Parenting Time: Determining the Best Interests of the Child
MCL 722.27a(1) is the section of the Child Custody Act that specifically discusses parenting time (child visitation) in Michigan, and provides as follows:
(1) Parenting time shall be granted in accordance with the best interests of the child. It is presumed to be in the best interests of the child for the child to have a strong relationship with both of his or her parents. Except as otherwise provided in this section, parenting time shall be granted to a parent in frequency, duration and type reasonably calculated to promote a strong relationship between the child and the parent granted parenting time.
As is the case with custody, the Child Custody Act of 1970 governs parenting time, and just as with custody, the Court will attempt to determine what is in the best interests of the child when determining or awarding parenting time.
The law provides that a child has a right to parenting time with the child’s parents unless it is proven, by clear and convincing evidence, that parenting time with a particular parent would endanger the child’s physical, mental or emotional health.
Parenting Time Factors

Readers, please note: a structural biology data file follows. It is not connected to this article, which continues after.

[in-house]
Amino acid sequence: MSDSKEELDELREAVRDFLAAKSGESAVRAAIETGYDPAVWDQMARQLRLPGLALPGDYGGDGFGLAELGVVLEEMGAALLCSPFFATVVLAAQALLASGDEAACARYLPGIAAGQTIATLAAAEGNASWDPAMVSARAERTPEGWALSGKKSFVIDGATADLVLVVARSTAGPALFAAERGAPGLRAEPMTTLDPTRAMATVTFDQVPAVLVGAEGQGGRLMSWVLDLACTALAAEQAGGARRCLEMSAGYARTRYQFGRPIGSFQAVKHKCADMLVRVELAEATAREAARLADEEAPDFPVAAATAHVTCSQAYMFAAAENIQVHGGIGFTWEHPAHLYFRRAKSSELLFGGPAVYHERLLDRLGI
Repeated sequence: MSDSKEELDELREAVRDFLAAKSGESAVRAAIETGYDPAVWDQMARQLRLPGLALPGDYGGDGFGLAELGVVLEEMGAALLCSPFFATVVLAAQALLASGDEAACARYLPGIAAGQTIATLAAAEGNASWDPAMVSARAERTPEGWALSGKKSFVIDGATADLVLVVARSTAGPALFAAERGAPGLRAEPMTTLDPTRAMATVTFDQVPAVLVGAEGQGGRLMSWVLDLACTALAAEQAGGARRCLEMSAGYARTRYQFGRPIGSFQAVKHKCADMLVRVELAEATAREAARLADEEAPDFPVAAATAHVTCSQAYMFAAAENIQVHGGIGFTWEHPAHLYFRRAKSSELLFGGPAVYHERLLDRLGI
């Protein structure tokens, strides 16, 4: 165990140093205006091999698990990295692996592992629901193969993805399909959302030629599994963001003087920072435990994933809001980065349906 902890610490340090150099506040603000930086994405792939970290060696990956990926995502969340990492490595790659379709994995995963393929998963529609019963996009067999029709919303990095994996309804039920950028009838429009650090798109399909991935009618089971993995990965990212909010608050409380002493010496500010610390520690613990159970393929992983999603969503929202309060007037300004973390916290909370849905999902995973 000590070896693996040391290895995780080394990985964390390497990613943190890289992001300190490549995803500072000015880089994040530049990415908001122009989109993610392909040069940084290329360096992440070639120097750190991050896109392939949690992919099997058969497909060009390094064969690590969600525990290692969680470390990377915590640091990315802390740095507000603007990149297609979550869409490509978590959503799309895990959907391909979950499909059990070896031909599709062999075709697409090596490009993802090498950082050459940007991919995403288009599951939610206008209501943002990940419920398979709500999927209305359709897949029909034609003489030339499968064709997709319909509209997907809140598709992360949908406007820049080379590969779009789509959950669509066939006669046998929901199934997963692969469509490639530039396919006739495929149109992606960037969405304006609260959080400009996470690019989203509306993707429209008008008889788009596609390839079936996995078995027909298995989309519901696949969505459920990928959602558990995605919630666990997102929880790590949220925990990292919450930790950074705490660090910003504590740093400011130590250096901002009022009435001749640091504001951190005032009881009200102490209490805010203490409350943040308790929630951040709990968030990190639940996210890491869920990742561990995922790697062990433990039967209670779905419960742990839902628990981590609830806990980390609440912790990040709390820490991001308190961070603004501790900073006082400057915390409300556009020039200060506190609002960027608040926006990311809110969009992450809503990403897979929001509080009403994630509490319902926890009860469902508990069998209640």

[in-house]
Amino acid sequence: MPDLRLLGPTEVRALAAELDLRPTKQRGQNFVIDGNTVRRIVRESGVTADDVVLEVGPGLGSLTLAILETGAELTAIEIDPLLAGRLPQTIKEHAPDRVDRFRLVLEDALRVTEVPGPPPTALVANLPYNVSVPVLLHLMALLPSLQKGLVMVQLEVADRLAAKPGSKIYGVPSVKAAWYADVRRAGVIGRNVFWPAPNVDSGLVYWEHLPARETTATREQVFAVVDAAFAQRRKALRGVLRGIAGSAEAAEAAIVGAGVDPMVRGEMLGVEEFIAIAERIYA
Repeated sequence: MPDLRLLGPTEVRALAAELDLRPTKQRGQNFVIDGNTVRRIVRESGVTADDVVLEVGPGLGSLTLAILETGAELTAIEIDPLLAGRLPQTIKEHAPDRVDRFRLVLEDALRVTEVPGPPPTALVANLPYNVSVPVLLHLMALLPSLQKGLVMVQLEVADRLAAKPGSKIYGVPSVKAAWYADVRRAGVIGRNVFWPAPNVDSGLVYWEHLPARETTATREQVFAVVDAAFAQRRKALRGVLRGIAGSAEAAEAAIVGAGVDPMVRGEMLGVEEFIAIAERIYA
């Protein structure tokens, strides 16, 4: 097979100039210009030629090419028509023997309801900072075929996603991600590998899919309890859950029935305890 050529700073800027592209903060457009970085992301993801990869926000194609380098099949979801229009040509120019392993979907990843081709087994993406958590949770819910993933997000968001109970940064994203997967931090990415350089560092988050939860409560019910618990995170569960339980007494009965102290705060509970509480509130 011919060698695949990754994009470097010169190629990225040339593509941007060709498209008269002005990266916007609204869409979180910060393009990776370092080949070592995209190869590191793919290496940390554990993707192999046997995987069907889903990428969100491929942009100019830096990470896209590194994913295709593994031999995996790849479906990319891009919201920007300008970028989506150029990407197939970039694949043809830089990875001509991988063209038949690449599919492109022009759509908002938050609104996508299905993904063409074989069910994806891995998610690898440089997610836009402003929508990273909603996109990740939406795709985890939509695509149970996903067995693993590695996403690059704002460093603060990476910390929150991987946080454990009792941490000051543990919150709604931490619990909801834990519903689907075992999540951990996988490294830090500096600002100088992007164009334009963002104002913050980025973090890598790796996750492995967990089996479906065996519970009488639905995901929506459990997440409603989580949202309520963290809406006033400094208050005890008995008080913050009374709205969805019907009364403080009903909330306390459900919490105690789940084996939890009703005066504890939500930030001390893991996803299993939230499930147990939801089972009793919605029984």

The statute further sets forth additional factors that the Courts may consider in determining the frequency, duration and type of child visitation time. Unlike the Best Interest of the Child factors, however, the factors outlined in MCL 722.27a(6) are not mandatory. Rather, they are discretionary for the Courts to consider if deemed appropriate under the circumstances.
The factors set forth in MCL 722.27a(6) are as follows:
(a) The existence of any special circumstances or needs of the child;
(b) Whether the child is a nursing child less than 6 months of age, or less than 1 year of age if the child receives substantial nutrition through nursing;
(c) The reasonable likelihood of abuse or neglect of the child during parenting time;
(d) The reasonable likelihood of abuse of a parent resulting from the exercise of parenting time;
(e) The inconvenience to, and burdensome impact or effect on, the child of traveling to and from the parenting time;
(f) Whether the visiting parent can reasonably be expected to exercise parenting time in accordance with the Court Order;
(g) Whether the visiting parent has frequently failed to exercise reasonable parenting time;
(h) The threatened or actual detention of the child with the intent to retain or conceal the child from the other parent or from a third person who has legal custody. A custodial parent’s temporary residence with the child in a domestic violence shelter shall not be construed as evidence of the custodial parent’s intent to retain or conceal the child from the other parent; and
(i) Any other relevant factors.
In this video, Lansing divorce lawyer Jackie Dupler discusses how to ease any tensions regarding custody and visitation, especially during the holiday season.